Óscar ESPLÁ (1889-1976)
Music for Piano
Romanza Antigua (1905) [3:24]
Impresiones musicales Op.2 (1905-9) [12:51]
Scherzo Op.5 (1909) [6:14]
Crepúsculum Op.15 (1912) [8:23]
Suite de pequeñas piezas (1913) [8:53]
Levante: Melodias y temas de danza (1916) [17:48]
La pájara pinta, Piezas Infantiles (1916-20) A Game of Forfeits [8:26]
Tres Movimientos para piano (1921) [11:51]
Cantos de antaño, Piezas Infantiles (1930) Old Songs [6:45]
La Sierra: Suite folklórica (1930-36) [9:03]
Lírica Española I: Bocetos levantinos (?1930s) Levantine Sketches
Lírica Española II: Tonadas Antiguas (?1930s) Ancient Melodies [5:06]
Lírica Española IV (?1930s) [6:37]
Lírica Española V: Suite característica (?1930s)
Sonata Española Op.53: homenaje a Chopin (1949) [15:53]
Martin Jones (piano)
rec. Nimbus Records, Wyastone Leys, Monmouth, UK, 16-17 April, 8 May 2012.
NIMBUS RECORDS NI 5889 [78:03 +69:13]
This set is another discovery for me as I not heard of Óscar Esplá before. One of the joys of reviewing is the continuous opportunity to uncover new composers.
Esplá was born around 1889 - his precise year of birth is unsure - putting him between Albeniz, Granados, de Falla and Turina and Mompou and Rodrigo. That there were other composers around at this time shows how musically rich and productive the early years of the 20th century were in Spain, particularly for piano music. Given the exciting rhythms and lovely melodies that abound in the folk music of the Peninsula it is hardly surprising that all those composers were driven to use these elements in their compositions. This goes to show that the best Spanish music was not written by non Spaniards as has often been claimed but by a plethora of extremely gifted native Spanish composers. That Esplá was one of these is amply shown in these two CDs of ravishingly gorgeous little gems.
The first item dates from 1905 when the composer was a mere 16 year old. It is surprising how much of a feeling of wistful nostalgia he managed to inject into Romanza Antigua, as if he was writing in exile. The five sections in his Impresiones musicales Op.2 were also composed between 1905 and 1909. They are charming evocations of children’s stories such as Little Red Riding Hood and Cinderella. The booklet notes say that he did not turn to music at an early age, though 16 seems young to me. In 1911 his orchestral Suite levantina won the International Music Society Prize and was described by a jury, that included Richard Strauss, as ‘one of the greatest and definitive works to be written since César Franck’. What a fantastic vote of confidence that must have been for the young composer.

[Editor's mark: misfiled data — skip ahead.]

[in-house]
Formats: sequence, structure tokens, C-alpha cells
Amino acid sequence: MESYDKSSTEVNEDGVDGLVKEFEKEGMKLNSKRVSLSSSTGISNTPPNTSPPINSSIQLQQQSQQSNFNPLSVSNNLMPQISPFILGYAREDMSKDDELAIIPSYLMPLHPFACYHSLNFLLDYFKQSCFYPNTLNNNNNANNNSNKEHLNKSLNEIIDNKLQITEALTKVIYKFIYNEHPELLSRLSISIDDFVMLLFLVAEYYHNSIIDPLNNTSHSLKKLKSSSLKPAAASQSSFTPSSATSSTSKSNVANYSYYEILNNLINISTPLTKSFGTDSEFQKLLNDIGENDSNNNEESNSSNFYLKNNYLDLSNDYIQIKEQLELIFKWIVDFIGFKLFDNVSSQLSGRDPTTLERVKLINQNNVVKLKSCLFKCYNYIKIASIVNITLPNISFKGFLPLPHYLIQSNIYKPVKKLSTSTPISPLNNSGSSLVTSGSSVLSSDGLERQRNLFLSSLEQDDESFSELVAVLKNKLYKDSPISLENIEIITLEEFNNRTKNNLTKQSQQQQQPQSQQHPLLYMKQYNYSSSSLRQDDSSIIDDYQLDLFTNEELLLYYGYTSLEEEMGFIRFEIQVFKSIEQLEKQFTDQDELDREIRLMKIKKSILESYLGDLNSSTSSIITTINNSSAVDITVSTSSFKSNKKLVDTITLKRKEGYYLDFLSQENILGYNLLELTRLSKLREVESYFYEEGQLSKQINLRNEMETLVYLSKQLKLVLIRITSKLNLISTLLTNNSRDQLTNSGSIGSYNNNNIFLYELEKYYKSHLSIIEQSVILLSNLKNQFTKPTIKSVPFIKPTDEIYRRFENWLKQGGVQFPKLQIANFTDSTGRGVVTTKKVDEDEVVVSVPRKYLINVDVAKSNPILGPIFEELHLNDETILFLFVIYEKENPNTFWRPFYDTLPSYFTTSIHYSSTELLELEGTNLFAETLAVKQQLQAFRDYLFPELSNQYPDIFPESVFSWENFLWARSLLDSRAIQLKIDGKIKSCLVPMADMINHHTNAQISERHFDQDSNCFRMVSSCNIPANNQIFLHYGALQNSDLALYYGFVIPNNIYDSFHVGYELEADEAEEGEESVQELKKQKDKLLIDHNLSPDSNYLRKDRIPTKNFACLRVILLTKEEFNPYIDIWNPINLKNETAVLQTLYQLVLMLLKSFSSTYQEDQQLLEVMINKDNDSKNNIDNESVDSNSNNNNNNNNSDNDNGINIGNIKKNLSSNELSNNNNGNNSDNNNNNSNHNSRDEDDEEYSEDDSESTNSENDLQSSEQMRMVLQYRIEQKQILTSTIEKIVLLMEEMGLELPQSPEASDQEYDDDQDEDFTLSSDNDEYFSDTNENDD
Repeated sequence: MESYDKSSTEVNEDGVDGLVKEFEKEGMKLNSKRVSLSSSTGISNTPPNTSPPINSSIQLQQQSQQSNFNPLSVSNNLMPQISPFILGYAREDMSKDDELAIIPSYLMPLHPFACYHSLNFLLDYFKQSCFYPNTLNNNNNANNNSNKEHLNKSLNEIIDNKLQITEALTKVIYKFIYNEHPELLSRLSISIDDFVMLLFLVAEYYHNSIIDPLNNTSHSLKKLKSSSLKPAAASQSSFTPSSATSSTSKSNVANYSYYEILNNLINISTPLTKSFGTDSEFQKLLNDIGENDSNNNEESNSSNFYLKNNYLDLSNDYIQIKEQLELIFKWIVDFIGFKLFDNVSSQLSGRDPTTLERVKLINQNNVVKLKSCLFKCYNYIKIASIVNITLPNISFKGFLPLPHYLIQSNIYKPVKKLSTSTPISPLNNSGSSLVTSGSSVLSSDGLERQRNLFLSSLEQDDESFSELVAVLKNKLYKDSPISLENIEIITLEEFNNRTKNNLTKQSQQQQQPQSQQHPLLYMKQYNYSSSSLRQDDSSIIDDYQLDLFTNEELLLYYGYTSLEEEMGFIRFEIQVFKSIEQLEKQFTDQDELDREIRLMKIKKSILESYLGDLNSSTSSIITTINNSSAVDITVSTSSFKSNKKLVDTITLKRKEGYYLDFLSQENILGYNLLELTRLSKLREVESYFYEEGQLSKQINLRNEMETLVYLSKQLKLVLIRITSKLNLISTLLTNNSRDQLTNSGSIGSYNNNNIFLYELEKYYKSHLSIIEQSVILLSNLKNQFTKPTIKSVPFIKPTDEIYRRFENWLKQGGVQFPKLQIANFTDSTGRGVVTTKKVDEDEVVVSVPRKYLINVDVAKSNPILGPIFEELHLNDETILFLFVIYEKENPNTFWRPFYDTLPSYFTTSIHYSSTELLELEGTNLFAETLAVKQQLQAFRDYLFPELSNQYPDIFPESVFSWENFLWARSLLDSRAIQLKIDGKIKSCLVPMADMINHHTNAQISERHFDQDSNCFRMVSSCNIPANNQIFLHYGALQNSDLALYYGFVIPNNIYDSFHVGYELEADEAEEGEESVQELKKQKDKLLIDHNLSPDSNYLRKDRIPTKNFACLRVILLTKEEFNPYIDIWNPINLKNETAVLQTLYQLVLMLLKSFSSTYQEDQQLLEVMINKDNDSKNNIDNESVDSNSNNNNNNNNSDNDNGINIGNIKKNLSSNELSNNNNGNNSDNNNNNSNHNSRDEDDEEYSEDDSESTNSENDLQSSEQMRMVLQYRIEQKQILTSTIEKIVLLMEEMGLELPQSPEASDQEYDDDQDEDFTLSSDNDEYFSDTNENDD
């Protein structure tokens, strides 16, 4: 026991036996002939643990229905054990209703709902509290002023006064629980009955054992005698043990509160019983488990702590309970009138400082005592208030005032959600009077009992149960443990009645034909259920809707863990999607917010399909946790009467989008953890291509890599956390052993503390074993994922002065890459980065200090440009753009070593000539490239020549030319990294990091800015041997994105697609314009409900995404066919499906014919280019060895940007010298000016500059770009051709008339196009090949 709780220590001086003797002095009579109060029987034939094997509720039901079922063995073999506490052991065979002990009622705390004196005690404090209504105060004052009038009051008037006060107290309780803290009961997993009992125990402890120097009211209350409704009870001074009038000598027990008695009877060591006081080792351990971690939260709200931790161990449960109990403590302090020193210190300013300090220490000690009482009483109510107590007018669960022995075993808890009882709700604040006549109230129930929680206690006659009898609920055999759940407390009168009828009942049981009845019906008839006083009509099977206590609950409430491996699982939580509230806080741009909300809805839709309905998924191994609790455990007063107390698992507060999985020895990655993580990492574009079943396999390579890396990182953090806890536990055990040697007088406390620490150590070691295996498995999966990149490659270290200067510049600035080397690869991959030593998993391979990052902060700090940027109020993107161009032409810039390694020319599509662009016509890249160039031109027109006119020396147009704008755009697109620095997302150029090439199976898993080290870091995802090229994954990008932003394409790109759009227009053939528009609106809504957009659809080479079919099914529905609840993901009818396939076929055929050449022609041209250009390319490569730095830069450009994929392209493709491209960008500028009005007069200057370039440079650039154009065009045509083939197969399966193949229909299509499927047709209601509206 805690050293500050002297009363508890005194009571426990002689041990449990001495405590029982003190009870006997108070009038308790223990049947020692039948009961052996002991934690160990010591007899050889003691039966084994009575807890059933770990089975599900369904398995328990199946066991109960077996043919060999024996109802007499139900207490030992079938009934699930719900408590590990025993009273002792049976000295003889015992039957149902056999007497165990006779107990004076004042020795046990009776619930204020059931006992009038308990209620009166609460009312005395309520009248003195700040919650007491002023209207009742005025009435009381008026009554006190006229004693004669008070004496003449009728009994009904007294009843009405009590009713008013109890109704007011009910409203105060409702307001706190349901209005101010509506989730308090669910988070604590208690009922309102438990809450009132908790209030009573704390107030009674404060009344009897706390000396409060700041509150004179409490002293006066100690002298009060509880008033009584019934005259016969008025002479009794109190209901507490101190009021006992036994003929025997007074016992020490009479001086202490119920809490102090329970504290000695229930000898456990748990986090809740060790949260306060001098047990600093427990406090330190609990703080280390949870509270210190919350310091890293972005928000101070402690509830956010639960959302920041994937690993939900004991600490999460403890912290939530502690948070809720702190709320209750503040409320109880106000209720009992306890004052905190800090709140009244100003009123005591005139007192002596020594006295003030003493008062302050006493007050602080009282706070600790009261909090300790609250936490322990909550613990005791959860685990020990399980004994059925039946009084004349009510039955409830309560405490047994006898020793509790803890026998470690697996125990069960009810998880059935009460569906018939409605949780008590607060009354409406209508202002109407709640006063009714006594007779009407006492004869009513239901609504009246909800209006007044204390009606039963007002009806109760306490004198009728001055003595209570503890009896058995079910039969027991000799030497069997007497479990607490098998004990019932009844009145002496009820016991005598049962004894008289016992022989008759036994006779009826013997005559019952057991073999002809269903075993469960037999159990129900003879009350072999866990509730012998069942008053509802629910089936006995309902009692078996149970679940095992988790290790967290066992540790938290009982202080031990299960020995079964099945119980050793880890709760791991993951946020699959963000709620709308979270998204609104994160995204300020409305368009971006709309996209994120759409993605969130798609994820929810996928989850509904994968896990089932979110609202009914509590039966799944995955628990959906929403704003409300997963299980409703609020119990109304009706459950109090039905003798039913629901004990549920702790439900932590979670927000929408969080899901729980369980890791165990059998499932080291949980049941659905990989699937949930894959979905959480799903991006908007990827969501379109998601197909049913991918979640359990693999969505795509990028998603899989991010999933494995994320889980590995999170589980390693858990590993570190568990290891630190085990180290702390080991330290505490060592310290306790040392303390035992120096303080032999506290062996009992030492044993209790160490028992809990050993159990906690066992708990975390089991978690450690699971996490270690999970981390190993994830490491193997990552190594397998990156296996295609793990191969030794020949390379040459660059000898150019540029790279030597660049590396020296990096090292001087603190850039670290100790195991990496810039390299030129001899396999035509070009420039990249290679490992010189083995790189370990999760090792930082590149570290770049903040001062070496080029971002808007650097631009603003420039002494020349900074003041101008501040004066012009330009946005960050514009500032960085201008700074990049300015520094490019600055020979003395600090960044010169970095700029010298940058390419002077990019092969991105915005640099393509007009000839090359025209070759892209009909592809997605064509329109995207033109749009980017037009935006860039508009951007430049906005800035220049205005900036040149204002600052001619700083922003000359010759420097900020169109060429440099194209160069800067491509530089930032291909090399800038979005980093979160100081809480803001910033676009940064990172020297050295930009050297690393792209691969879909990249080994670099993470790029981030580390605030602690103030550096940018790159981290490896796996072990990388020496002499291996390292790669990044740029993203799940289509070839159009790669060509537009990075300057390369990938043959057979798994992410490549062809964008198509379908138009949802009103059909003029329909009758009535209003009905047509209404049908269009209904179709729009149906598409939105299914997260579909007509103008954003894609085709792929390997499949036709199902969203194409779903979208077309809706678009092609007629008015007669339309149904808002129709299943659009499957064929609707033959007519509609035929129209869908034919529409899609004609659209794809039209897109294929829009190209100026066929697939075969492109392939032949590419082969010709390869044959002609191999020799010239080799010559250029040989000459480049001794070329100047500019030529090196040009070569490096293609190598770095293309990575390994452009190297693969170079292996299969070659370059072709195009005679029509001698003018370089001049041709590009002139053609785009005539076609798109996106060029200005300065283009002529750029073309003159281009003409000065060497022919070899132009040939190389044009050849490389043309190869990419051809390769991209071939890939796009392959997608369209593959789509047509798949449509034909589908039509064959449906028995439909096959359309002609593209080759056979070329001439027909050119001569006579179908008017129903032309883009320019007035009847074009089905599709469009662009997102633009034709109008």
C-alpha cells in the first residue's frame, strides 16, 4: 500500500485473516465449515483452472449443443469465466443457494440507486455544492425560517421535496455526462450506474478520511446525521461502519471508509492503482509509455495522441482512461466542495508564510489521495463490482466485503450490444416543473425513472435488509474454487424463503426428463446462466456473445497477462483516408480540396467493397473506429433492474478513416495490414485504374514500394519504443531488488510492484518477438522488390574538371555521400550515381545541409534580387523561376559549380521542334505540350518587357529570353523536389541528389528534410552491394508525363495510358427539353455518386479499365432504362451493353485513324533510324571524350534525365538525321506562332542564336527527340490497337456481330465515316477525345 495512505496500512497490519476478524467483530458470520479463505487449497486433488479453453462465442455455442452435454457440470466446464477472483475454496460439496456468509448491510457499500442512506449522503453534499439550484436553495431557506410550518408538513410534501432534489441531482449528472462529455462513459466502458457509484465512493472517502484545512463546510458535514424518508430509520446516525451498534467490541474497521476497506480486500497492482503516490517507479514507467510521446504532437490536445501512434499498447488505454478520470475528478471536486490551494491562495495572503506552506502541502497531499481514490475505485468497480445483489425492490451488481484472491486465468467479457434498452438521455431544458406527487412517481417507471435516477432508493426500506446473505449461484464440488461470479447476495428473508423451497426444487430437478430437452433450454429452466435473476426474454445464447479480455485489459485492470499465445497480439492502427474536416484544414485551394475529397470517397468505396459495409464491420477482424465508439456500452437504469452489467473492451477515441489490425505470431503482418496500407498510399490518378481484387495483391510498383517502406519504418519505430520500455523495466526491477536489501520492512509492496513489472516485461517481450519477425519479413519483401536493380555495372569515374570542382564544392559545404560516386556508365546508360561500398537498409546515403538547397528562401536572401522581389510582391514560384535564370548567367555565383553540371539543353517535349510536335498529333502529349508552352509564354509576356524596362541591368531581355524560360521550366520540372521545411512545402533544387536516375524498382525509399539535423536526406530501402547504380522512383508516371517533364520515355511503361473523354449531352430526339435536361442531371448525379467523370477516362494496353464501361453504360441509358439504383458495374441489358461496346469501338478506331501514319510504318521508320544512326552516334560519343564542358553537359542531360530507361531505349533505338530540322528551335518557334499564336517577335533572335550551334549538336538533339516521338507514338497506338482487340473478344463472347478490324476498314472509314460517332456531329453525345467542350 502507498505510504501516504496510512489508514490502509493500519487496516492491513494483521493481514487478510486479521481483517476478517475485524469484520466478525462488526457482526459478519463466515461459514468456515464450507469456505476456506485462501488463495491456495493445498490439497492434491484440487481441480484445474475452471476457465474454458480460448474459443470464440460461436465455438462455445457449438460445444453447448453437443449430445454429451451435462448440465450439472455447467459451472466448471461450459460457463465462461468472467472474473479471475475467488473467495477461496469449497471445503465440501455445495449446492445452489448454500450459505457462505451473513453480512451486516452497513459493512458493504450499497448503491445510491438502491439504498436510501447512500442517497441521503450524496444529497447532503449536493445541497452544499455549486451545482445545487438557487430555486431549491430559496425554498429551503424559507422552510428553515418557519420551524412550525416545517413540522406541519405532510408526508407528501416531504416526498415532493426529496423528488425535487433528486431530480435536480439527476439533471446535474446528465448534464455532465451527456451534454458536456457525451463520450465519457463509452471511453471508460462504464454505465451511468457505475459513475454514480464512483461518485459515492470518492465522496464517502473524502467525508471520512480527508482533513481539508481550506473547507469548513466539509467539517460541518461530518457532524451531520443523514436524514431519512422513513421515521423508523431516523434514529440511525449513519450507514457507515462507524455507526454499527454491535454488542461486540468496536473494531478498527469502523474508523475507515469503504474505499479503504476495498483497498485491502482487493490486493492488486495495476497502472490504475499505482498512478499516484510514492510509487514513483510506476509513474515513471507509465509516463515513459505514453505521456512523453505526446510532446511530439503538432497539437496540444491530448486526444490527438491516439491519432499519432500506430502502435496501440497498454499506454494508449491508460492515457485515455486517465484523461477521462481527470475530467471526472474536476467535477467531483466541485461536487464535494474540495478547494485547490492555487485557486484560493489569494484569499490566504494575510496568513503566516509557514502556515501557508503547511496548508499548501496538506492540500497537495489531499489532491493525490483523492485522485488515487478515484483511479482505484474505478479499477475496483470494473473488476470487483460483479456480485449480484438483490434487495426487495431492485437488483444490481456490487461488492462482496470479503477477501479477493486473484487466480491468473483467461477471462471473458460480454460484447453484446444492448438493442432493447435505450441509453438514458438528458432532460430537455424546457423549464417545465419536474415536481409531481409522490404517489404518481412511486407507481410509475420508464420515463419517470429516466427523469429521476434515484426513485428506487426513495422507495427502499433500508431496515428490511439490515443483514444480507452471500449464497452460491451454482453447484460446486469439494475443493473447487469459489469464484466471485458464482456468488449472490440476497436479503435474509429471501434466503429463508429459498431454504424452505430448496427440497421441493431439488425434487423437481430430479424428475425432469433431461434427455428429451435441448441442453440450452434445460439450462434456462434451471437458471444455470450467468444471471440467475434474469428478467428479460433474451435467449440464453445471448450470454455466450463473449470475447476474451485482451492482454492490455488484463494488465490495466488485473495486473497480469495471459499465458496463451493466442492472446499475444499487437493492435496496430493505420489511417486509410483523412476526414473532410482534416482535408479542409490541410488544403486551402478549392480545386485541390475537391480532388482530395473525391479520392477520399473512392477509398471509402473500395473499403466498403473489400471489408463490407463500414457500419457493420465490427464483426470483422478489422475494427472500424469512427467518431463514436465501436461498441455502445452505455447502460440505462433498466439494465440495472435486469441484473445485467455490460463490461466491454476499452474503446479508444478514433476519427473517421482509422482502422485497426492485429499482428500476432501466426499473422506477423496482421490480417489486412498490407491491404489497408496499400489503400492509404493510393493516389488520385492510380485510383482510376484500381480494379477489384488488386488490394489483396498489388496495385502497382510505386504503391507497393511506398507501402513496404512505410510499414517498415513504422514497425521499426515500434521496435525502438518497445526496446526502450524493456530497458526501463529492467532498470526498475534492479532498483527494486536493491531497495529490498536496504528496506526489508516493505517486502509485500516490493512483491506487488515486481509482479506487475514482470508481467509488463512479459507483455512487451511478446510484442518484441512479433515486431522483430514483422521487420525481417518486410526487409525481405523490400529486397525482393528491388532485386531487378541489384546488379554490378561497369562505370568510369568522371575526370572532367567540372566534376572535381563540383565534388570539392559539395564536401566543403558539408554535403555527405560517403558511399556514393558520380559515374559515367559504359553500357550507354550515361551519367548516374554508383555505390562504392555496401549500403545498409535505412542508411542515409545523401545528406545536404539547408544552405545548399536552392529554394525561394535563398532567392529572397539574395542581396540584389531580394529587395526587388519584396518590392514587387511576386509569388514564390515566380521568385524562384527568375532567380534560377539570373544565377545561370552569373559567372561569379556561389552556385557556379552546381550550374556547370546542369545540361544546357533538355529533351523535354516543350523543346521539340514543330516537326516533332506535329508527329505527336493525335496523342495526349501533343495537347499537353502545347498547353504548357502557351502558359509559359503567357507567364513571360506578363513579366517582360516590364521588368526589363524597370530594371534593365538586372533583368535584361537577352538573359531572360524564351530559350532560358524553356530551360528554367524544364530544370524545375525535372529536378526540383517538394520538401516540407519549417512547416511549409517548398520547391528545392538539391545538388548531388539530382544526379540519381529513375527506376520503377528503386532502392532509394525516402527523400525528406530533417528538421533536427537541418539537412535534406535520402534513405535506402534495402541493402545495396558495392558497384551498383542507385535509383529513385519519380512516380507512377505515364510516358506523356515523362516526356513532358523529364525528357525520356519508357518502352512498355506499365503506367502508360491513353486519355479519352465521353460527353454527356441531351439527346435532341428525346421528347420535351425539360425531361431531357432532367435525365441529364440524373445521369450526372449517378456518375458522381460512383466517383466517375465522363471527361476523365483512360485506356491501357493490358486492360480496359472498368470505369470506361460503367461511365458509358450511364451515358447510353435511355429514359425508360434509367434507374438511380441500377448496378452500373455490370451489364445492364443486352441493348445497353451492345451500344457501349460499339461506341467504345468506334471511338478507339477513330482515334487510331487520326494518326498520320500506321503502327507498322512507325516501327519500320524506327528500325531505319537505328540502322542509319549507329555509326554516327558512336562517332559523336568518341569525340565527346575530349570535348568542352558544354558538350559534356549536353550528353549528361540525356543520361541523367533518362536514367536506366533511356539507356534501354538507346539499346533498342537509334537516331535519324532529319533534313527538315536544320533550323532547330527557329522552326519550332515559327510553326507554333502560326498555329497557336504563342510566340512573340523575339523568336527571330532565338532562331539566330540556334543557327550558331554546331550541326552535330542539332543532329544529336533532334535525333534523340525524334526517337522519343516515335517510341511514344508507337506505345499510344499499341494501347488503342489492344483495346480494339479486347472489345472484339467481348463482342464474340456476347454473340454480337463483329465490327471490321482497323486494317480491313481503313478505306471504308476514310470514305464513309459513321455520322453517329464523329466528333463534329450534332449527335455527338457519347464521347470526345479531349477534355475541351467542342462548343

Most of the pieces on the two well filled discs are miniatures but there are some more substantial works such as his Scherzo Op.5 and Crepúsculum Op.15 both of which allow him scope to develop his ideas more fully. The Scherzo is gorgeously dreamy while Crepúsculum is extremely effective as a musical evocation of twilight. It’s quite reminiscent of Debussy.
The music here covers the period from Espla’s earliest compositions until 1949. Disc two concentrates on his middle period from 1930. Throughout his life he was continually inspired to explore the folklore of the Spanish Levante, the region of the east coast of Spain where he was born (in Alicante). His Lírica Española I: Bocetos levantinos (Levantine Sketches) are from the 1930s (precise composition dates are unknown). They are perfect examples of this fixation, with musical depictions of the coast, local dances, songs and other melodies. If a wistful air of nostalgia is detected in any of these pieces then that could be explained this time by the fact that he and his family sought refuge in Belgium during the Spanish Civil War and he didn’t return to Spain for many years.
What I found refreshing in all the works on the discs is an air of childlike innocence that helps to make them immediately attractive. As is so often the case with well composed miniatures, there is a wealth of material within their tiny time-frames.
Martin Jones who has recorded piano music from as wide a range of composers as Szymanowski and Stravinsky to Granados and Gál is the perfect advocate for these wonderfully simple but beautifully crafted delicate little pieces. He plays all of them with great sensitivity and a real feeling for the colour. It is to be hoped that these two discs will help in bringing this composer to a new audience.
Martin Jones...plays...with great sensitivity and a real feeling for the colour.
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